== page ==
Curled Tansy, Curly Tansy, Double Tansy, Fern-leaf Tansy, Fernleaf Golden Buttons

Tanacetum vulgare var. crispum

Family: Asteraceae (ass-ter-AY-see-ee) (Info)
Genus: Tanacetum (TAN-uh-SEE-tum) (Info)
Species: vulgare var. crispum
Additional cultivar information:(aka Crispum)
Synonym:Tanacetum crispum




Foliage Color:

Unknown - Tell us

Bloom Characteristics:

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Water Requirements:

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Where to Grow:

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36-48 in. (90-120 cm)


Unknown - Tell us


USDA Zone 4a: to -34.4 C (-30 F)

USDA Zone 4b: to -31.6 C (-25 F)

USDA Zone 5a: to -28.8 C (-20 F)

USDA Zone 5b: to -26.1 C (-15 F)

USDA Zone 6a: to -23.3 C (-10 F)

USDA Zone 6b: to -20.5 C (-5 F)

USDA Zone 7a: to -17.7 C (0 F)

USDA Zone 7b: to -14.9 C (5 F)

USDA Zone 8a: to -12.2 C (10 F)

USDA Zone 8b: to -9.4 C (15 F)

USDA Zone 9a: to -6.6 C (20 F)

USDA Zone 9b: to -3.8 C (25 F)

Sun Exposure:

Full Sun

Sun to Partial Shade


Handling plant may cause skin irritation or allergic reaction

Bloom Color:

Bright Yellow

Bloom Time:

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Other details:

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Soil pH requirements:

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Patent Information:

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Propagation Methods:

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Seed Collecting:

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This plant has been said to grow in the following regions:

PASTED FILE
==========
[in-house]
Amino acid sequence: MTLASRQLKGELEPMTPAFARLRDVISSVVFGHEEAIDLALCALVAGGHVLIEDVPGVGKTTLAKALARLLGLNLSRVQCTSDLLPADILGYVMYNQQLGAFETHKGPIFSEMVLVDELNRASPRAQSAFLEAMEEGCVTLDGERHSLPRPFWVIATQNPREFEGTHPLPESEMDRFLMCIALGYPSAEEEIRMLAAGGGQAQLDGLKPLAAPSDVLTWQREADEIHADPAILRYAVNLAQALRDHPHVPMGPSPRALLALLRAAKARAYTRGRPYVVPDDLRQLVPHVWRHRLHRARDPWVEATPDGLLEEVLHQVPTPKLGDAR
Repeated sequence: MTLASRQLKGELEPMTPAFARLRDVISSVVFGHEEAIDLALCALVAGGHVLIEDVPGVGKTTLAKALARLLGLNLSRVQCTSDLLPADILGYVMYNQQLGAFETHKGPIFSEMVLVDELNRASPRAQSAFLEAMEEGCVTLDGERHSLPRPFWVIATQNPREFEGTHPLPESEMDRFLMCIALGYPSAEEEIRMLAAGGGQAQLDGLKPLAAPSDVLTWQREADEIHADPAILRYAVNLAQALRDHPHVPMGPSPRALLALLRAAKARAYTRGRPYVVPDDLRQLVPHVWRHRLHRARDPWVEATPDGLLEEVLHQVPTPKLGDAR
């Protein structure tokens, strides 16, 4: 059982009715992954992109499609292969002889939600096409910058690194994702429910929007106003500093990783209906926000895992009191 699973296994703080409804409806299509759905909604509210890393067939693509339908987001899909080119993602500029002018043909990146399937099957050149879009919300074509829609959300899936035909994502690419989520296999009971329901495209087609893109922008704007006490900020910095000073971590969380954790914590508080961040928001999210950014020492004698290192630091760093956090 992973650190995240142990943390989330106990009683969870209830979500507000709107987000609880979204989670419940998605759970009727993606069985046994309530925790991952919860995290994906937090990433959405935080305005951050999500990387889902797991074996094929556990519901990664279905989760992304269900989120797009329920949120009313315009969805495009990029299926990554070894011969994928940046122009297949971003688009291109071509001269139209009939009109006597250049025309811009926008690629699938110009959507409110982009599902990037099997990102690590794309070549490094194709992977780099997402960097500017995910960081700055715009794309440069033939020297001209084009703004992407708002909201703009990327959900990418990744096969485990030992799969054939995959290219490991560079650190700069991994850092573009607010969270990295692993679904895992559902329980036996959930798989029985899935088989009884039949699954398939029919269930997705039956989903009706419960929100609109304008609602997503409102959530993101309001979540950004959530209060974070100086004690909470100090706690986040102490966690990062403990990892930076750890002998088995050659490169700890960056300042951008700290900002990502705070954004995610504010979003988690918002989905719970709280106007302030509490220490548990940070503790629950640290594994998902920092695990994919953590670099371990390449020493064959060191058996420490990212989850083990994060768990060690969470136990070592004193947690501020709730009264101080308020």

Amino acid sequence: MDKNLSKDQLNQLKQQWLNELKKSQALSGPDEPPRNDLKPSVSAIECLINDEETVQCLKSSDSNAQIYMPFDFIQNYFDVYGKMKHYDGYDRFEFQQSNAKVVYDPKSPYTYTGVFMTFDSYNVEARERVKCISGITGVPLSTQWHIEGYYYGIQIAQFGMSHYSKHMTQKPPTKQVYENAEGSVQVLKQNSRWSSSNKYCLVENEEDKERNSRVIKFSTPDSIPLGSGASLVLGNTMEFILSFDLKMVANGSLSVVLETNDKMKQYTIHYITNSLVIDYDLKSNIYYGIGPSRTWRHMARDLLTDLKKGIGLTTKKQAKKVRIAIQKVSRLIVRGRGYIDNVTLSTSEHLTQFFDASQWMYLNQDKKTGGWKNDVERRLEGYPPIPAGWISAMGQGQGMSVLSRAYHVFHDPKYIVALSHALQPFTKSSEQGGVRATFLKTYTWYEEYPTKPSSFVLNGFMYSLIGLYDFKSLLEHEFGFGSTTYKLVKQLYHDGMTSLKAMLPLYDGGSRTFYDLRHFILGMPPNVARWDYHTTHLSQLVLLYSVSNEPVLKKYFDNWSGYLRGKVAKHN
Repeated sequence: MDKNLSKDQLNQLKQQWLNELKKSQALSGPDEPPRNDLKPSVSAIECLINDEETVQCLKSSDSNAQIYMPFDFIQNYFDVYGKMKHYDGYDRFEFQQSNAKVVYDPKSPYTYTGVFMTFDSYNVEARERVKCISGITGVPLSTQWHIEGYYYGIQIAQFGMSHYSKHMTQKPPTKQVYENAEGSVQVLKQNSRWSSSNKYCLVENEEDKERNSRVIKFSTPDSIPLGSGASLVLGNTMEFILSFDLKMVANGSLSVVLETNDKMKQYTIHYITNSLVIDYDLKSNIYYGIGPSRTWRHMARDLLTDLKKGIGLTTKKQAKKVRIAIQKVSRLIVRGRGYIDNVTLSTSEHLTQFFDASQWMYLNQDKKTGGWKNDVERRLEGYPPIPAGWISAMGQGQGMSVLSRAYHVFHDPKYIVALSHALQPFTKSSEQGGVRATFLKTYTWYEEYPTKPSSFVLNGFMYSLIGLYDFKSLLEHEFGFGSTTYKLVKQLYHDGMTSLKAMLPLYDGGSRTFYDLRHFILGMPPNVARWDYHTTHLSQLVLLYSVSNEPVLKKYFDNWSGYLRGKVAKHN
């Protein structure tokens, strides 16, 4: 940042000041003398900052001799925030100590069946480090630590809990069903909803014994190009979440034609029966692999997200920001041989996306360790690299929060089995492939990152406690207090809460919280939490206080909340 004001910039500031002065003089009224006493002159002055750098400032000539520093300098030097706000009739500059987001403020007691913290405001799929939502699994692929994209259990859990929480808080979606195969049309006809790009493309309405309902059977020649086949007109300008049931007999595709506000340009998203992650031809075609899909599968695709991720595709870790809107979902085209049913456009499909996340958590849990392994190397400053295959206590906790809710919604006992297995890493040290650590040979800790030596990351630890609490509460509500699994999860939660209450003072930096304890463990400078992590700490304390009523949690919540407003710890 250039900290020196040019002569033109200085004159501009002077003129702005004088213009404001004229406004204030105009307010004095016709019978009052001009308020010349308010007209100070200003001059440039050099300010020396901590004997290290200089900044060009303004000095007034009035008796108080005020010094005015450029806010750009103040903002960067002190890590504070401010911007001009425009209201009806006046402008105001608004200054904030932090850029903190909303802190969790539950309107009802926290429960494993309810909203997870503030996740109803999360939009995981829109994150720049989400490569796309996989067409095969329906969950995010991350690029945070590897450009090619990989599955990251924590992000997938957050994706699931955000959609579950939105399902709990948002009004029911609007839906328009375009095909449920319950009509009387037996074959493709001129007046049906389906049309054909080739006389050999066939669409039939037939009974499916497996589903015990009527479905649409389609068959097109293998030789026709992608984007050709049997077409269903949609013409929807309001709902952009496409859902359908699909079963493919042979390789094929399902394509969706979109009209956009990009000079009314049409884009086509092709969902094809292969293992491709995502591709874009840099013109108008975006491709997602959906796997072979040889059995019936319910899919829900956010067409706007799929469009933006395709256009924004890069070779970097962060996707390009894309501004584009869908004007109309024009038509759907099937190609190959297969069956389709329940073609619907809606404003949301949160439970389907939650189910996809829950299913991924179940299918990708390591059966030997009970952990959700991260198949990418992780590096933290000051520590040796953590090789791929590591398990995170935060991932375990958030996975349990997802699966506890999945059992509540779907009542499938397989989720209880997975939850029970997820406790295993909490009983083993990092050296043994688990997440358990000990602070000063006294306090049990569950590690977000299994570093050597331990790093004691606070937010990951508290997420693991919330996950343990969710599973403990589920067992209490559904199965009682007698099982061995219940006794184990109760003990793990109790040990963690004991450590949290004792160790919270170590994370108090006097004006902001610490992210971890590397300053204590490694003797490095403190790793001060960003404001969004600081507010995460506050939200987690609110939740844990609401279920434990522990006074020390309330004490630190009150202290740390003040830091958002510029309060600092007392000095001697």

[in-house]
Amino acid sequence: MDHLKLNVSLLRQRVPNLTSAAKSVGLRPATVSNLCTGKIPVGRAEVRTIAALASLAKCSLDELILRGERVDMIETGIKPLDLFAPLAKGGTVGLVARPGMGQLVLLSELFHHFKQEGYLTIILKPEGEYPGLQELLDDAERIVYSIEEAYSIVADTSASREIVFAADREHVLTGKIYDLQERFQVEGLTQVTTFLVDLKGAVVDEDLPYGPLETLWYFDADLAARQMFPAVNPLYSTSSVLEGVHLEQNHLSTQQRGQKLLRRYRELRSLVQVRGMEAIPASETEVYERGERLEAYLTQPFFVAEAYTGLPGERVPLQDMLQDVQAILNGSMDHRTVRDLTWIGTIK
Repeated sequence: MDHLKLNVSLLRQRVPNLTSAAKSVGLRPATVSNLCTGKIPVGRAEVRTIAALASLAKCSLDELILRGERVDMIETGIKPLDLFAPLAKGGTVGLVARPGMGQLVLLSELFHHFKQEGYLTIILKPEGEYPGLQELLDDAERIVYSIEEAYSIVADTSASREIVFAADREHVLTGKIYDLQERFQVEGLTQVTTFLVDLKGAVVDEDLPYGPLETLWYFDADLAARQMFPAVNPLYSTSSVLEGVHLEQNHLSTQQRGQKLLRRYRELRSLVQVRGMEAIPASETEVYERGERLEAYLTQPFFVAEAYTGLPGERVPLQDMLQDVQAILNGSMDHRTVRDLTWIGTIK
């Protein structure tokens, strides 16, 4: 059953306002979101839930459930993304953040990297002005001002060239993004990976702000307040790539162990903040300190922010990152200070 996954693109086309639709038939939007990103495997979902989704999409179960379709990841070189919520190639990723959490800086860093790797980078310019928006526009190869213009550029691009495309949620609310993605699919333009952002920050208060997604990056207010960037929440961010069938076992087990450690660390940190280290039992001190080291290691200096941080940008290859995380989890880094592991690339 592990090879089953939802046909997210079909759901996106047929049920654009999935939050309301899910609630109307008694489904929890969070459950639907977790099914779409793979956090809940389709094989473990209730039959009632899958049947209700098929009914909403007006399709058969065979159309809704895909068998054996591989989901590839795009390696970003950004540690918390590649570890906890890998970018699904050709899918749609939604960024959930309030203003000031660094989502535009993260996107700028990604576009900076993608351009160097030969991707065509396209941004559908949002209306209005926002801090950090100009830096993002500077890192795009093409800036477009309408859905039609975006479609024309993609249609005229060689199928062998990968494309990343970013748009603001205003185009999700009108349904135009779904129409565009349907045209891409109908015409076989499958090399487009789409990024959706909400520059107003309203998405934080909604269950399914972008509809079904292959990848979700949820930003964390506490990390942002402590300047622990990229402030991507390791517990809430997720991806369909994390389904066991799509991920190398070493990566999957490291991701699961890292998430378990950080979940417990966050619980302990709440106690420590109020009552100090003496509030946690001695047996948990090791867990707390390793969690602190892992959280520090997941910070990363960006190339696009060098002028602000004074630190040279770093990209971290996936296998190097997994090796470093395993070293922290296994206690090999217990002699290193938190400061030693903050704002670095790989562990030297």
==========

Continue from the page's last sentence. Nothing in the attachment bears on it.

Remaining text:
Lawrenceville, Georgia

Santa Claus, Indiana

Manistique, Michigan

Saint Louis, Missouri

Ringoes, New Jersey

Elizabeth City, North Carolina

Whitsett, North Carolina

Fremont, Ohio

Wilkes Barre, Pennsylvania

Johnson City, Tennessee

Petersburg, Virginia

show all

Gardeners' Notes:


On Mar 20, 2014, coriaceous from ROSLINDALE, MA wrote:

Four states have declared this a noxious weed.

I found the species to be aggressively weedy, and I don't find it attractive enough to put in the time and energy it takes to control it while cultivating it. Getting rid of it wasn't too hard, though, through a combination of digging it out and spot-application of glyphosate herbicide.


On Aug 22, 2013, imahaug from Manistique, MI wrote:

I attended a wildflower workshop last night. I took in a sample of a beautiful yellow multiple small bud tall plant with ferny leaves growing along the highway which I want to grow in my garden. It was identified by the Hiawatha National Forest plant person as a non-native plant here in Manistique Michigan and tends to be invasive. She said there was a native Tansy which was OK, but it had bigger blossoms with a feathery edge on the blossoms. Which of the Tansys listed above is the native one?


On Apr 14, 2010, DenaBolton from Johnson City, TN wrote:

Because of tansy, I have not been bothered by mosquitoes for about 15 years. It is an absolutely wonderful repellent! Also, if you ever are bothered by ants in your house, place some tansy around, which will drive the ants away. In my Zone 6 region of NE TN, this plant is extremely hardy. In fact, the only negative thing I have to say about it is that tansy is extremely invasive. Most people will probably want to grow it in a large pot. It requires very little care and is not picky about its soil or light conditions. (I have tansy growing in both full sun and almost full shade.) Just cut it down at the end of the season and forget about it until the following spring. Tansy has also been used as a culinary herb; however, I would not recommend it. It can be toxic if the amount is m... read more


On Feb 16, 2006, ansonfan from Polkton, NC (Zone 7b) wrote:

When I first received these plants from a family member, I didn't know what they were called. I now know they are called Fern-leaf Tansy. I have had them in an east facing bed against the house for 2 years and they are very healthy, beautiful plants. They need very little attention. I have them planted in red clay and put a balanced fertilizer on them in Spring. They also seem to repel mosquitos. They don't seem to be as invasive as the standard leaf.